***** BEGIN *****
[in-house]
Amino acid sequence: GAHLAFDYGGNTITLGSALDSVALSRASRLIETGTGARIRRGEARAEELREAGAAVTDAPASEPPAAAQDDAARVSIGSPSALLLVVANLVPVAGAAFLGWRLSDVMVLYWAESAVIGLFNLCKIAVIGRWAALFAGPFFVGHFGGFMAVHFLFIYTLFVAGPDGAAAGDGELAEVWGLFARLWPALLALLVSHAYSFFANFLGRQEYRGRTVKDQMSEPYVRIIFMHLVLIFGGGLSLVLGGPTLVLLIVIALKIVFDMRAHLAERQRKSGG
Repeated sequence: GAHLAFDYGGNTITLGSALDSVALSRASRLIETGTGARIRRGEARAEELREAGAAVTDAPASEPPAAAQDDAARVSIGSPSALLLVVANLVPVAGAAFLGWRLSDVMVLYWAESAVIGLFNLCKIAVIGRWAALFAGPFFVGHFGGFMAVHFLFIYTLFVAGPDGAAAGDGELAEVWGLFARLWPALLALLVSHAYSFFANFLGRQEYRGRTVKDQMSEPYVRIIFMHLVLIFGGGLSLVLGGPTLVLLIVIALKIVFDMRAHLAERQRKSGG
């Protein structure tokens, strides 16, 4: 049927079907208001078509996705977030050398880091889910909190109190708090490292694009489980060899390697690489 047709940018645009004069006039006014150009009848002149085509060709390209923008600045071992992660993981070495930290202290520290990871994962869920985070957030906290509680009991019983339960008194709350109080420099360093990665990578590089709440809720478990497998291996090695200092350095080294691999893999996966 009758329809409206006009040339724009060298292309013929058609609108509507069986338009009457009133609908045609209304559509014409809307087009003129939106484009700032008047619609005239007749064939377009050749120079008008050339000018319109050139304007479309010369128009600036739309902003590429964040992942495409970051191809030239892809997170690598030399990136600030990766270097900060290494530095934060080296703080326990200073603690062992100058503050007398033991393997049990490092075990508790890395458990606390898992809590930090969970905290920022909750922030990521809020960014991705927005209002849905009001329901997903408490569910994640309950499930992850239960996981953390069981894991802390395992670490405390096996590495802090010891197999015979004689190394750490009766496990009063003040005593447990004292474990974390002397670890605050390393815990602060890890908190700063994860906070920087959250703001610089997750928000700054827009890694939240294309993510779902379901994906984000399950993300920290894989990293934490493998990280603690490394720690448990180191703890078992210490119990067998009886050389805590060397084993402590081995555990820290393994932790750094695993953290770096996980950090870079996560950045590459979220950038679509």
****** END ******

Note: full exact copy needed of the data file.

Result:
[in-house]
Amino acid sequence: GAHLAFDYGGNTITLGSALDSVALSRASRLIETGTGARIRRGEARAEELREAGAAVTDAPASEPPAAAQDDAARVSIGSPSALLLVVANLVPVAGAAFLGWRLSDVMVLYWAESAVIGLFNLCKIAVIGRWAALFAGPFFVGHFGGFMAVHFLFIYTLFVAGPDGAAAGDGELAEVWGLFARLWPALLALLVSHAYSFFANFLGRQEYRGRTVKDQMSEPYVRIIFMHLVLIFGGGLSLVLGGPTLVLLIVIALKIVFDMRAHLAERQRKSGG
Repeated sequence: GAHLAFDYGGNTITLGSALDSVALSRASRLIETGTGARIRRGEARAEELREAGAAVTDAPASEPPAAAQDDAARVSIGSPSALLLVVANLVPVAGAAFLGWRLSDVMVLYWAESAVIGLFNLCKIAVIGRWAALFAGPFFVGHFGGFMAVHFLFIYTLFVAGPDGAAAGDGELAEVWGLFARLWPALLALLVSHAYSFFANFLGRQEYRGRTVKDQMSEPYVRIIFMHLVLIFGGGLSLVLGGPTLVLLIVIALKIVFDMRAHLAERQRKSGG
């Protein structure tokens, strides 16, 4: 049927079907208001078509996705977030050398880091889910909190109190708090490292694009489980060899390697690489 047709940018645009004069006039006014150009009848002149085509060709390209923008600045071992992660993981070495930290202290520290990871994962869920985070957030906290509680009991019983339960008194709350109080420099360093990665990578590089709440809720478990497998291996090695200092350095080294691999893999996966 009758329809409206006009040339724009060298292309013929058609609108509507069986338009009457009133609908045609209304559509014409809307087009003129939106484009700032008047619609005239007749064939377009050749120079008008050339000018319109050139304007479309010369128009600036739309902003590429964040992942495409970051191809030239892809997170690598030399990136600030990766270097900060290494530095934060080296703080326990200073603690062992100058503050007398033991393997049990490092075990508790890395458990606390898992809590930090969970905290920022909750922030990521809020960014991705927005209002849905009001329901997903408490569910994640309950499930992850239960996981953390069981894991802390395992670490405390096996590495802090010891197999015979004689190394750490009766496990009063003040005593447990004292474990974390002397670890605050390393815990602060890890908190700063994860906070920087959250703001610089997750928000700054827009890694939240294309993510779902379901994906984000399950993300920290894989990293934490493998990280603690490394720690448990180191703890078992210490119990067998009886050389805590060397084993402590081995555990820290393994932790750094695993953290770096996980950090870079996560950045590459979220950038679509």